Correa, M. A., Matusovsky, B., Brackney, D. E.*, and B. Steven*. (2018). Axenic Aedes aegypti develop without live bacteria, but exhibit delayed development and reduced oviposition. Nat Comm., 9(1), 4464. (* co-corresponding)


Weger-Lucarelli, J., Rückert, C., Grubaugh, N. D., Misencik, M. J., Armstrong, P. A., Stenglein, M. D., Ebel, G. D., and D. E. Brackney. (2018). Adventitious viruses persistently infect three commonly used mosquito cell lines. Virology, 521, 175-180.

Grubaugh, N. D., Fauver, J. R., Rückert, C., Weger-Lucarelli, J., Garcia-Luna, S., Murrieta, R. A., Gendernalik, A., Smith, D. R., Brackney, D. E., and G. D. Ebel. (2017). Mosquitoes transmit unique West Nile virus populations during each feeding episode. Cell Rep19(4), 709-718. DOI: 10.1016/j.celrep.2017.03.076

Fauver, J. R., Gendernalik, A., Weger-Lucarelli, J., Grubaugh, N. D., Brackney, D. E., Foy, B. D., and G. D. Ebel. (2017). The use of xenosurveillance to detect human bacteria, parasites and viruses in mosquito bloodmeals. Am. J. Trop. Med. Hyg.

Doug E. Brackney. Implications of autophagy on arbovirus infection of mosquitoes. (2017). Cur. Opin. Insect Sci.22, 1-6.

Doug E. Brackney and Philip Armstrong. (2016). Transmission and evolution of tick-borne viruses. Current Opinion in Virology, 21, 67-74. DOI: 10.1016/j.coviro.2016.08.005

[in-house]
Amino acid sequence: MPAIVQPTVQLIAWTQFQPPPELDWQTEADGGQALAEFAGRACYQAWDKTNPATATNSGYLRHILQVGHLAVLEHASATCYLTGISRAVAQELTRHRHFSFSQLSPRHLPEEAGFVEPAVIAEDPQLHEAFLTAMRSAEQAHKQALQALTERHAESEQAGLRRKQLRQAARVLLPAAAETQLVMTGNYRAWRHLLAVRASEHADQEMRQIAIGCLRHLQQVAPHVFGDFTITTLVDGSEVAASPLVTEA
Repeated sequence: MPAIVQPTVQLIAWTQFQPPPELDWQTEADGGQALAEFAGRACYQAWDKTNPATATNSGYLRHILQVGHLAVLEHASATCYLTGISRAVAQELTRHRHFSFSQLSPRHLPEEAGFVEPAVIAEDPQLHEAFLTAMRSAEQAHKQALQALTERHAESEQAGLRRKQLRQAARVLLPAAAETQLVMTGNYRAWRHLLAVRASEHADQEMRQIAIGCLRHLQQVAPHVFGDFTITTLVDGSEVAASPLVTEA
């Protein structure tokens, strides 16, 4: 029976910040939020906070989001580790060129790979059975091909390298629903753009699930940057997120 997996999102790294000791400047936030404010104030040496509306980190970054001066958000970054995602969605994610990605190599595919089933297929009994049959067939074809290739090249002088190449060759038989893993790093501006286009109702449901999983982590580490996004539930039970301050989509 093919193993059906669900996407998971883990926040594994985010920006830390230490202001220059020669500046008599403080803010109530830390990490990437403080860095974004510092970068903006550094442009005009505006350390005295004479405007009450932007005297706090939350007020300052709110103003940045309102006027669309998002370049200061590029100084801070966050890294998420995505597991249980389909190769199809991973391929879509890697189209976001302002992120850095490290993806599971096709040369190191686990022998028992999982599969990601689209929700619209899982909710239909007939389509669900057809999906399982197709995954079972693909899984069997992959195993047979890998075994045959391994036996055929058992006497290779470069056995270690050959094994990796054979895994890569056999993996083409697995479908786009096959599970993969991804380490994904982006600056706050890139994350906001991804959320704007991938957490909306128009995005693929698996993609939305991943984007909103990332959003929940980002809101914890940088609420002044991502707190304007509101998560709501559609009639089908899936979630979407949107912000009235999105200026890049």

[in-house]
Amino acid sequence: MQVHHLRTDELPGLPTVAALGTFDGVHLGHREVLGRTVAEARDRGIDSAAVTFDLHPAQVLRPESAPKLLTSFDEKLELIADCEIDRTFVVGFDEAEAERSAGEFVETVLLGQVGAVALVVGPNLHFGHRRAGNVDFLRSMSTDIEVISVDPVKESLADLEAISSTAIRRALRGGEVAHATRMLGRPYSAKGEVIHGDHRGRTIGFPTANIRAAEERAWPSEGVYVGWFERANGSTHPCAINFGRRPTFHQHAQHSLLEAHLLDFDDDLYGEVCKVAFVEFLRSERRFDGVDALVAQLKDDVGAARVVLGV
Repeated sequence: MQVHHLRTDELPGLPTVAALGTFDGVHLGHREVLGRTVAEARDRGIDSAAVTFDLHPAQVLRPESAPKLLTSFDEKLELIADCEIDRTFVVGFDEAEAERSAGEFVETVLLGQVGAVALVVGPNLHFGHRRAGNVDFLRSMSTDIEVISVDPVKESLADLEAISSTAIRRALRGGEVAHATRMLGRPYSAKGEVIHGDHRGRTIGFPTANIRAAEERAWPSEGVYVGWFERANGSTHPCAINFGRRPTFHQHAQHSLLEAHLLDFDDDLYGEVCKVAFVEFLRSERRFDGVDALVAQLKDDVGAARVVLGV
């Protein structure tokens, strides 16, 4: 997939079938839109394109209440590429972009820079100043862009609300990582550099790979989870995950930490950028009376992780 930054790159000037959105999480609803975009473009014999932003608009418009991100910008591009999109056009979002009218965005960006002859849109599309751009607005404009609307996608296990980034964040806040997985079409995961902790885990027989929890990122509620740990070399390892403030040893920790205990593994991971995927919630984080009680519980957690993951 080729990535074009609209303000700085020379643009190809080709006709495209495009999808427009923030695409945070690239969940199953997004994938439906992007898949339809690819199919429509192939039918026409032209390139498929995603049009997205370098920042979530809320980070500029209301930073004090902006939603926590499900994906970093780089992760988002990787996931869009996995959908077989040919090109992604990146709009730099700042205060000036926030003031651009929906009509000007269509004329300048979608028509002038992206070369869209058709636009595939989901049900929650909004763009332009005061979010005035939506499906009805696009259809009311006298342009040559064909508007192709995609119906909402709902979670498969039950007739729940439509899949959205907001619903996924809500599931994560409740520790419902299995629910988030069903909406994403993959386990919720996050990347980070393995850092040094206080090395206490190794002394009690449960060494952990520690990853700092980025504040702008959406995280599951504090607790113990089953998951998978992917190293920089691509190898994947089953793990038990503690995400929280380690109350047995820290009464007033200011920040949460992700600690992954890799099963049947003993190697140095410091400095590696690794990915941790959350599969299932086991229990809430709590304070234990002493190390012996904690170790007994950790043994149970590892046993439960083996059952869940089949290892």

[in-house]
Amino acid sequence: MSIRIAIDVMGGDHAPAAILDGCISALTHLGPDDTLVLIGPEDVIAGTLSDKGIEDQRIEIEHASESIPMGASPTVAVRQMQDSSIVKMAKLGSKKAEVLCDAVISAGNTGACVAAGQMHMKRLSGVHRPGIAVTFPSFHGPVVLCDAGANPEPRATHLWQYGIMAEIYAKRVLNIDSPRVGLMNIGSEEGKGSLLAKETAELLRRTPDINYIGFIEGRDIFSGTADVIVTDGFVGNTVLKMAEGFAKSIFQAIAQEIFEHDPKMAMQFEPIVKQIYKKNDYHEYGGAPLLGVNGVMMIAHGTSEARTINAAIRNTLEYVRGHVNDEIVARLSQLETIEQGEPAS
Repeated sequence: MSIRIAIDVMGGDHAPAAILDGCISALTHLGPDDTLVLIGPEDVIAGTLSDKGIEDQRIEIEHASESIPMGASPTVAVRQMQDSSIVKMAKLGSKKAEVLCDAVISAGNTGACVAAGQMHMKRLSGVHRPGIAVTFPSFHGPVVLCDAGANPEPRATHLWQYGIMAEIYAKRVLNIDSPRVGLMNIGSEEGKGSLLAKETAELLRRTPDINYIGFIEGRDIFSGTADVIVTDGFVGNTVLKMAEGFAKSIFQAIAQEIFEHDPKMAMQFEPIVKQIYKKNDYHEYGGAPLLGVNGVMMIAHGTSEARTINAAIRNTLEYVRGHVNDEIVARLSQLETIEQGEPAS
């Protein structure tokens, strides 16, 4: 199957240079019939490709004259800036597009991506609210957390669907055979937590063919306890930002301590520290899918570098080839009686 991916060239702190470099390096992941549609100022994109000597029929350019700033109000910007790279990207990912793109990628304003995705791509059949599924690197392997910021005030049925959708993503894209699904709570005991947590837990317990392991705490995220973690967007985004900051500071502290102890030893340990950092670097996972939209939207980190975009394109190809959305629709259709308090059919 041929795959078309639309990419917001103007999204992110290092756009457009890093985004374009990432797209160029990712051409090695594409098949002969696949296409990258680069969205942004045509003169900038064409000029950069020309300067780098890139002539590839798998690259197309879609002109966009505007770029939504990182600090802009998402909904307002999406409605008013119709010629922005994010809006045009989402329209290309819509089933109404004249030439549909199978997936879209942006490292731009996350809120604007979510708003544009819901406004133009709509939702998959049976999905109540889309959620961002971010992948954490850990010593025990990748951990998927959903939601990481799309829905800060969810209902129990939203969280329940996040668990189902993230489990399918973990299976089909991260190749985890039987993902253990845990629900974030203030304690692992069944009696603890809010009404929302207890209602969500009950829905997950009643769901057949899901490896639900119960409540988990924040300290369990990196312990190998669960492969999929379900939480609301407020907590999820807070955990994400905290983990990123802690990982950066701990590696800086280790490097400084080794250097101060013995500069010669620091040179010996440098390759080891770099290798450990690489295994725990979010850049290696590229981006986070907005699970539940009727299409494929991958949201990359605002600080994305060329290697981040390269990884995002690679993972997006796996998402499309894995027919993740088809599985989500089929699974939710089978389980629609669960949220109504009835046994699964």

Grubaugh, N. D., Rückert, C., Armstrong, P. M., Bransfield, A., Anderson, J. F., Ebel, G. D., and D. E. Brackney. (2016). Transmission bottlenecks and RNAi collectively influence Powassan virus evolution. Virus Evolution, 2(2). DOI: 10.1093/ve/vew033.

Fauver, J. R, Grubaugh, N. D., Krajacich, B. J., Weger-Lucarelli, J., Lakin, S. M., Fakoli, L. S., Bolay, F. K., Diclaro, J. W., Dabiré, K. R., Foy, B. D., Brackney, D. E., Ebel, G. D., and M. D. Stenglein. (2016). West African Anopheles gambiae mosquitoes harbor a taxonomically diverse virome including new insect-specific flaviviruses, mononegaviruses, and totiviruses. Virology, 498, 288-299.

Brackney D. E., Schirtzinger E. E., Harrison T. D., Ebel G. D., and K. A. Hanley. (2015). Modulation of flavivirus population diversity by RNA interference. J Virol., 89(7). DOI: 

Grubaugh N. D., Sharma S., Krajacich B. J., Fakoli II L. S., Bolay F. K., DiClaro II, J. W., Johnson W. E., Ebel G. D., Foy B. D., D. E. Brackney. (2015). Xenosurveillance: a novel mosquito-based approach for examining the human-pathogen landscape. PLoS Negl. Trop. Dis., 9(3), 

Moon, S. L., Dodd, B. J., Brackney, D. E., Wilusz, C. J., Ebel, G. D., and J. Wilusz. (2015). Flavivirus sfRNA suppress antiviral RNA interference in cultured cells and mosquitoes and directly interacts with the RNAi machinery. Virology, 485, 322-329. DOI: 10.1016/j.virol.2015.08.009.
Grubaugh, N. D., Smith, D. R., Brackney, D. E., Bosco-Lauth, A. M., Fauver, J. R., Campbell, C. L., Felix, T. A., Romo, H., Duggal, N. K., Dietrich, E. A., Eike, T., Beane, J. E., Bowen, R. A., Black, W. C., Brault, A. C., and G. D. Ebel. (2015). Experimental evolution of an RNA virus in wild birds: evidence for host-dependent impacts on population structure and competitive fitness. PLoS Pathog. 11(5), e1004874. DOI: 10.1371/journal.ppat.1004874.
Krajacich, B. J., Slade, J. R., Mulligan, R. F., LaBrecque, B., Alout, H., Grubaugh, N. D., Meyers. J. I., Fakoli, L. S., Bolay, F. K., Brackney, D. E., Burton, T. A., Seaman, J. A., Diclaro, J. W. II, Dabiré, R. K., and B. D. Foy. (2014). Sampling Host-Seeking Anthropophilic Mosquito Vectors in West Africa: Comparisons of An Active Human-Baited Tent-Trap against Gold Standard Methods. Am. J. Trop. Med. Hyg., pii: 14-0303.